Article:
Ormond said that there was a “bow wave” of servers that would be coming to the end of their lives in the next five years, and that replacing them as-is with their workloads left in place would cost on the order of $200 million and would fill the coffers of Dell, Hewlett-Packard, and the other companies that Microsoft buys servers from. Ormond estimated that if the targets to move to the cloud could be hit over the next five years, Microsoft could eliminate about $150 million in that capital expense for servers.
“We will still have the associated OpEx, I still have to pay Azure, but I don’t have to spend that CapEx, which is precious to me,” Ormond explained. “The OpEx I can vary and I can budget for. I am not stuck with it. The reason we have this $200 million expense is because these are physical servers in datacenters that I have to care for and feed and patch. We are hoping that it will reduce my OpEx as well, but we have not been doing this long enough to see if that bears fruit.”
Microsoft provided a little more insight into its plan to move its internal IT operations to the cloud in a post on its IT Pro blog this week, and unbeknownst to EnterpriseTech, actually put out a detailed case study back in May talking about the move and its economic parameters.
Microsoft knows that it wants to keep its Active Directory, Domain Name Server, Windows Server Update Services, and System Center Configuration Manager machines, which manage access to its applications, how portions of the Microsoft network link together, how infrastructure is updated, and how internal machines are updated. Microsoft’s IT department also plans to move any applications that contain financial information or personal data will be the last to move to the Azure cloud, giving the IT staff more time to assess how Azure stands up to the needs of Microsoft itself. Here is what the prospective transition from internal machines to a mix of public and private cloud looks like as it is currently scheduled:
To make the move to the cloud, Microsoft has set up three distinct organizations. The Service and Deployment Operations (SDO) team builds the tools to help migrate MSIT workloads to Azure, makes sure the Azure infrastructure can handle the code and the load, and does the migration. The Project Stratus team works with business line managers to translate bizspeak into techspeak, and the First and Best Team identifies how to use Microsoft technologies that other people are sold internally at Microsoft. The company has developed a toolkit called Microsoft Assessment and Planning (MAP) to automate application components and size virtual machines and is using FactFinder Enterprise by BlueStripe Software to see all of the system and network dependencies of an application so it can be moved. Microsoft expects to use a mix of lift-and-shift as well as new application development to get its applications onto Azure or internal Azure private cloud clones.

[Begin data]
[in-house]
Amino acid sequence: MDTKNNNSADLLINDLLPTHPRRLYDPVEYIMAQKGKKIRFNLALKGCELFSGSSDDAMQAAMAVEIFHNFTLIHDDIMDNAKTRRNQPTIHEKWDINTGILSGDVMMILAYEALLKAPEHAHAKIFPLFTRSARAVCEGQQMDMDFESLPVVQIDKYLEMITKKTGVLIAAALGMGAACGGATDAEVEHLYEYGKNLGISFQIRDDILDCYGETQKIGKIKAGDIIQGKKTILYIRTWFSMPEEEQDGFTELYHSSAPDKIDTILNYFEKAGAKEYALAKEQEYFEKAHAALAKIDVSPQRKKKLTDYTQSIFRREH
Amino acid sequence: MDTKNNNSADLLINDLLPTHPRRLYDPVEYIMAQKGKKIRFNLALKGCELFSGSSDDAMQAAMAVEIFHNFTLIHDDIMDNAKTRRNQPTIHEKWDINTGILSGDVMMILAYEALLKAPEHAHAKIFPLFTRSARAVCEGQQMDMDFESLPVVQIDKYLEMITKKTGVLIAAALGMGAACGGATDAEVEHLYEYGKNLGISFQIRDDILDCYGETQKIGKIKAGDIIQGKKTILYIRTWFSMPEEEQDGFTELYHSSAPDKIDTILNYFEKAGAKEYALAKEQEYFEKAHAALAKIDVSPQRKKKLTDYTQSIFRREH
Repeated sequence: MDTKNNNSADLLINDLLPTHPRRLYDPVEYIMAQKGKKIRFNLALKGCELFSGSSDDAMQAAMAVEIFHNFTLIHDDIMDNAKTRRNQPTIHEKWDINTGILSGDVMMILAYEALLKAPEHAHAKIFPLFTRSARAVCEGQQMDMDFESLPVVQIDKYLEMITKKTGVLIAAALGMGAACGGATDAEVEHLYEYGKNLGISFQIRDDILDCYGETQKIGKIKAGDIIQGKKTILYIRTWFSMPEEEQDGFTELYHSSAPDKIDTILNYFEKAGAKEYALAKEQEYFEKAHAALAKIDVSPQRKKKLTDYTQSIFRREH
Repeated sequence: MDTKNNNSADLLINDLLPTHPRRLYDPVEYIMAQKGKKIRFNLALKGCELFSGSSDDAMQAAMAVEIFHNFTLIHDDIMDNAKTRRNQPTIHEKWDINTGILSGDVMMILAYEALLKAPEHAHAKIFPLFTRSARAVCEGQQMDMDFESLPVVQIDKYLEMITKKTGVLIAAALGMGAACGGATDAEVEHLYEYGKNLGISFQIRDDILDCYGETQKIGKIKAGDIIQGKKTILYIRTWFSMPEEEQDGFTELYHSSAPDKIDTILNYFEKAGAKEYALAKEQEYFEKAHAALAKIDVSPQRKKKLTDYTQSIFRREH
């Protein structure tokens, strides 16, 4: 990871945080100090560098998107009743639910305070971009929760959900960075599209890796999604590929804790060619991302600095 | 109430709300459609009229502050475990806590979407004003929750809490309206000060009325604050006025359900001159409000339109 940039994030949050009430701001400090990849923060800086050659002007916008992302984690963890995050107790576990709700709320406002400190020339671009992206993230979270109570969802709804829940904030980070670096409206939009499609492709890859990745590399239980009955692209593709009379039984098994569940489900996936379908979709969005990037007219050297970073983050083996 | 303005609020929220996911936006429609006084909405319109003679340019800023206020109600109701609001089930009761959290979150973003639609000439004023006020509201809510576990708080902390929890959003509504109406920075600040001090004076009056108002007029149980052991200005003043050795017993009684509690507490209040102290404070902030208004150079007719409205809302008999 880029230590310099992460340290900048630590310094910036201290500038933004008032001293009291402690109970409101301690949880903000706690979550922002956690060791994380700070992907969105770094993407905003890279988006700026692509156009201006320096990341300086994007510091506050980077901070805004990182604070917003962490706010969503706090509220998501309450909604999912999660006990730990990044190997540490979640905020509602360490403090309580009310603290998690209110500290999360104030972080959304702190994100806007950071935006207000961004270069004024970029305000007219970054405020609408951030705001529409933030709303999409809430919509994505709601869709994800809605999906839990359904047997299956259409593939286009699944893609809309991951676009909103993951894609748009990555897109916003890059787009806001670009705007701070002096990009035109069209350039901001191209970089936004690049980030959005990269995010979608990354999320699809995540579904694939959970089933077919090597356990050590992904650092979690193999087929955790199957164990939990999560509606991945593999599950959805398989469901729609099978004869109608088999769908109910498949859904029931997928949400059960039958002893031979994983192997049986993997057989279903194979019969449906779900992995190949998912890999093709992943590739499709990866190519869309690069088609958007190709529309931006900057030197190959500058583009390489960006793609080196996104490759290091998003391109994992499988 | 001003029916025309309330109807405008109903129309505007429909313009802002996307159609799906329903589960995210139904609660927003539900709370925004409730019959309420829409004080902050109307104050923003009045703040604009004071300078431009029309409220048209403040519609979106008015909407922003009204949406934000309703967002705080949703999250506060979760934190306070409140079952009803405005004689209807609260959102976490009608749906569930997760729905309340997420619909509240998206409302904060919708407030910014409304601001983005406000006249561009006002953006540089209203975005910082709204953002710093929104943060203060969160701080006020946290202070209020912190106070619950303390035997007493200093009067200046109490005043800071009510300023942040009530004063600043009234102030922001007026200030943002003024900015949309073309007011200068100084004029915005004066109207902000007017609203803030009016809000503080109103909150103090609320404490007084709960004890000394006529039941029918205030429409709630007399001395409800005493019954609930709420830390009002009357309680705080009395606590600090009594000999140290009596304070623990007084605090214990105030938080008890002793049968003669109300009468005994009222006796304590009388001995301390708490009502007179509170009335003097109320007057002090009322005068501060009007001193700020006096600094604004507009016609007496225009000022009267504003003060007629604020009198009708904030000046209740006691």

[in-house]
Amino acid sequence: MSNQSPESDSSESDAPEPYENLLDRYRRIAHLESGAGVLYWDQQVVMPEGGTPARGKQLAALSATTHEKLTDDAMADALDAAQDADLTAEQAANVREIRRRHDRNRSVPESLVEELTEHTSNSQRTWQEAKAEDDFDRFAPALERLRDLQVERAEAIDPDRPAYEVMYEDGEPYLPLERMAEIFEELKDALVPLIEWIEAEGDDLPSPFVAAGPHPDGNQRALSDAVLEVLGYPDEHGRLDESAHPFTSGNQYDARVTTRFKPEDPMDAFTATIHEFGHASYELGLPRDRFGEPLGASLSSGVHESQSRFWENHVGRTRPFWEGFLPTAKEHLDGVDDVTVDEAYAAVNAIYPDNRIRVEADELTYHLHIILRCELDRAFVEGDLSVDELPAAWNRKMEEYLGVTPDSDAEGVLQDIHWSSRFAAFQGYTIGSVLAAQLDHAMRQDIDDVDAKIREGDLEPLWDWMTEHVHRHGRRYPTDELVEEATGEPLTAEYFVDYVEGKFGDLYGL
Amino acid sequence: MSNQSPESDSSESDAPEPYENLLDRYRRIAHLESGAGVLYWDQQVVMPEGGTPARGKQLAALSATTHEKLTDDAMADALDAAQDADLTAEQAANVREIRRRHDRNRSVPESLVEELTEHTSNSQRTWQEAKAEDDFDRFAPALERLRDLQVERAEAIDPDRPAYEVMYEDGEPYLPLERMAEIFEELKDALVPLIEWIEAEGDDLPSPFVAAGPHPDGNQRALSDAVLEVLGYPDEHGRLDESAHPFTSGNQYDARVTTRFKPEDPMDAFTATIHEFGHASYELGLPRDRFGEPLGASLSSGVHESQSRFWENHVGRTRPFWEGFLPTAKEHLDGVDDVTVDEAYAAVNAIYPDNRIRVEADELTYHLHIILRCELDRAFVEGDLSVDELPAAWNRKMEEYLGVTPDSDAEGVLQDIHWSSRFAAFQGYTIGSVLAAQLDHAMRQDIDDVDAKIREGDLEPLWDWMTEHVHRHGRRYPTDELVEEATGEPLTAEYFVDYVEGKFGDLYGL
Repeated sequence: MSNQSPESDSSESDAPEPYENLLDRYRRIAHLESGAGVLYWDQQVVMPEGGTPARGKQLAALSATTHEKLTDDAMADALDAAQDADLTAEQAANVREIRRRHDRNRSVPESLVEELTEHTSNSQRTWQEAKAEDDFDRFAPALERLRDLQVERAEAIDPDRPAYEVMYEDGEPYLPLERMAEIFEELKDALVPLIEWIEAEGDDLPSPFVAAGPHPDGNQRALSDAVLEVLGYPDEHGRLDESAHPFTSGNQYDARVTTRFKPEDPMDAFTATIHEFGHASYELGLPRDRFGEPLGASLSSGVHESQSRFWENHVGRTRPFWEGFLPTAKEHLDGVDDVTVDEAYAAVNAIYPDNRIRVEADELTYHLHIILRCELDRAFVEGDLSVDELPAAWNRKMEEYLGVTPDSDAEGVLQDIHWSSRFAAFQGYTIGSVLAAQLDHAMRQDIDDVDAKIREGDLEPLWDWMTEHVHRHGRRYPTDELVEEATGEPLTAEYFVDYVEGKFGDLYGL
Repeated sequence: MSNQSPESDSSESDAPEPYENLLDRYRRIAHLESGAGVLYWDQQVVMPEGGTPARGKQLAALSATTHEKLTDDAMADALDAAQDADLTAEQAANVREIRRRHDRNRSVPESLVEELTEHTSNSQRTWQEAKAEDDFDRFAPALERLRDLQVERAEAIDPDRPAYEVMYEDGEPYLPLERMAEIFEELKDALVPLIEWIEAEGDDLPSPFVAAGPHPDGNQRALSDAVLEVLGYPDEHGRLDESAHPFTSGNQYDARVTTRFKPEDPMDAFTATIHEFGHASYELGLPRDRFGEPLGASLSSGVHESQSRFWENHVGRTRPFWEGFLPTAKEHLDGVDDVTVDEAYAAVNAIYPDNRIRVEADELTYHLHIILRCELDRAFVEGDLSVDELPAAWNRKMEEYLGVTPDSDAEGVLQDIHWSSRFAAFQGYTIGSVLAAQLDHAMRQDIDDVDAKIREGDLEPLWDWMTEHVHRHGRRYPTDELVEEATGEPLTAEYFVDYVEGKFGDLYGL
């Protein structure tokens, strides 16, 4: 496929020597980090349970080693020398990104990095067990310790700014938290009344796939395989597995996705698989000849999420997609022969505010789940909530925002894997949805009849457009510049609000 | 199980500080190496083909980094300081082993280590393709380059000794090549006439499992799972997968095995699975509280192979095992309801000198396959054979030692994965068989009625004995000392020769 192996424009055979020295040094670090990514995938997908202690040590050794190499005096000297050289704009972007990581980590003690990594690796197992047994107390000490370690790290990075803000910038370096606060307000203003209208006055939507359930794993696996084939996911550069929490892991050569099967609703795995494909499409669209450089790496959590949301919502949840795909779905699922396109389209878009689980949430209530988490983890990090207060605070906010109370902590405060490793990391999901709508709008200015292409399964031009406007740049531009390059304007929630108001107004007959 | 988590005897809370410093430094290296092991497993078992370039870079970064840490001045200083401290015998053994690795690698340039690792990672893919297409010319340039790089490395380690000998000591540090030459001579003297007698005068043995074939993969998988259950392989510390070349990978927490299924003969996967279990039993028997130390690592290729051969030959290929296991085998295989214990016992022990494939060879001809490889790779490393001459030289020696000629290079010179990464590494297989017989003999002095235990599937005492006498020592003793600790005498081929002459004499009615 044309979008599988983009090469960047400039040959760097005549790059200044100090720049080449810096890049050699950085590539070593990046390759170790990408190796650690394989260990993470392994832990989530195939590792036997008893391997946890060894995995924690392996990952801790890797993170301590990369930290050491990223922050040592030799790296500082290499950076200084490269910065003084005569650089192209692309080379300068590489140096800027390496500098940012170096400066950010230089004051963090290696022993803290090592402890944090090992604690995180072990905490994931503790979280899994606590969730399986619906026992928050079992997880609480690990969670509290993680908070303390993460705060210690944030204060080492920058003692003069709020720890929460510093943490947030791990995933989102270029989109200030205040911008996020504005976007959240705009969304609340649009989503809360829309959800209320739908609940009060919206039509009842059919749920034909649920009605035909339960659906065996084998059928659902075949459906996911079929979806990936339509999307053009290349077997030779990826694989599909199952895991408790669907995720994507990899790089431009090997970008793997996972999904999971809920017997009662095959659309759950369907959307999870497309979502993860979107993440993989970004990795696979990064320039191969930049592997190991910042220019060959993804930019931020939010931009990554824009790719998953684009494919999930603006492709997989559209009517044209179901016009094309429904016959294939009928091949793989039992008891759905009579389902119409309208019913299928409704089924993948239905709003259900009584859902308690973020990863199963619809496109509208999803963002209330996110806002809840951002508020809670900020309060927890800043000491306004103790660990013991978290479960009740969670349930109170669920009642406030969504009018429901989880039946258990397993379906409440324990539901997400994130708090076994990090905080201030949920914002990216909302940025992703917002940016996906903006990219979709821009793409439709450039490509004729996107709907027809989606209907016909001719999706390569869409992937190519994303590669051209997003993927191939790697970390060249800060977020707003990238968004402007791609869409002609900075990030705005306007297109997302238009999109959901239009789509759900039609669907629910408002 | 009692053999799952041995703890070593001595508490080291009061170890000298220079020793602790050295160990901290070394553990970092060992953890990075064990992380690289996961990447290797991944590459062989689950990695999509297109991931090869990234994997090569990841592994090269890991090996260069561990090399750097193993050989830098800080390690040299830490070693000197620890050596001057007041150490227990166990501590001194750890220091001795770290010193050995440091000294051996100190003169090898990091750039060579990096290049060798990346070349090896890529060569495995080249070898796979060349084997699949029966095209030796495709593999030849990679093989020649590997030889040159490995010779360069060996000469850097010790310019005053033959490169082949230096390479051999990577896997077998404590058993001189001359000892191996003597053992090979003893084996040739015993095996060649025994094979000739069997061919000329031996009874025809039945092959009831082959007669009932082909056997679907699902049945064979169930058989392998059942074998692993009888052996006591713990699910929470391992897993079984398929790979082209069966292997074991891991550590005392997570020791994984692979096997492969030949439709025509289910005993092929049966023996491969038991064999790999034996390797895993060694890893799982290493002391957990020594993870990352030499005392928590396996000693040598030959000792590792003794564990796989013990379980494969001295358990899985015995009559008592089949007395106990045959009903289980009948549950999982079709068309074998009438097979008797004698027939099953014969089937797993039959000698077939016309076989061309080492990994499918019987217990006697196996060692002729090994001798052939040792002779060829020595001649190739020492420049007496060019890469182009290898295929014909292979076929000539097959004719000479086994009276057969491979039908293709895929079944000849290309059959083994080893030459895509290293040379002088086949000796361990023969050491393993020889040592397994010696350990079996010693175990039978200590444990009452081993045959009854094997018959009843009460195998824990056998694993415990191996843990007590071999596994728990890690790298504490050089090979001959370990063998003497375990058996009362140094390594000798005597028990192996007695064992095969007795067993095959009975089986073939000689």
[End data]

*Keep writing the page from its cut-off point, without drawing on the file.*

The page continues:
About 60 percent of the 37,000 legacy server and virtual machine environments in the Microsoft IT department are going to need to be upgraded before the end of fiscal 2018, four years from now, and the remaining 40 percent of the OS instances are running on gear or hypervisors that are current enough to remain in place.
Here is the interesting bit of math that Microsoft has done. Of those 37,000 legacy instances, if all it does is on-site optimization as it installs new hardware, it will save about $75 million in capital expenses. If it can move 6,000 of those 20,000 end-of-life OS instances to Azure in four years, then it saves $35 million in capital expenses. It has to do better than that, then. With 14,000 OS instances moving to Azure, Microsoft reckons it can save $82 million in CapEx, and that is at least better than just building new infrastructure and compressing workloads on it in MSIT datacenters. The ideal Azure adoption scenario is to move all 20,000 OS instances to Azure in four years, in which case MSIT can avoid about $118 million in capital spending. And it will also cut down on depreciation, too.
The missing piece of the equation is whether Azure will cost less than MSIT to deliver the virtual machines in which applications run and the network connections that link applications and systems software together and to the end users. Microsoft did not share those projections, but you can bet that the goal here is for MSIT to eventually find itself largely out of the infrastructure and platform business and to focus on applications and service levels.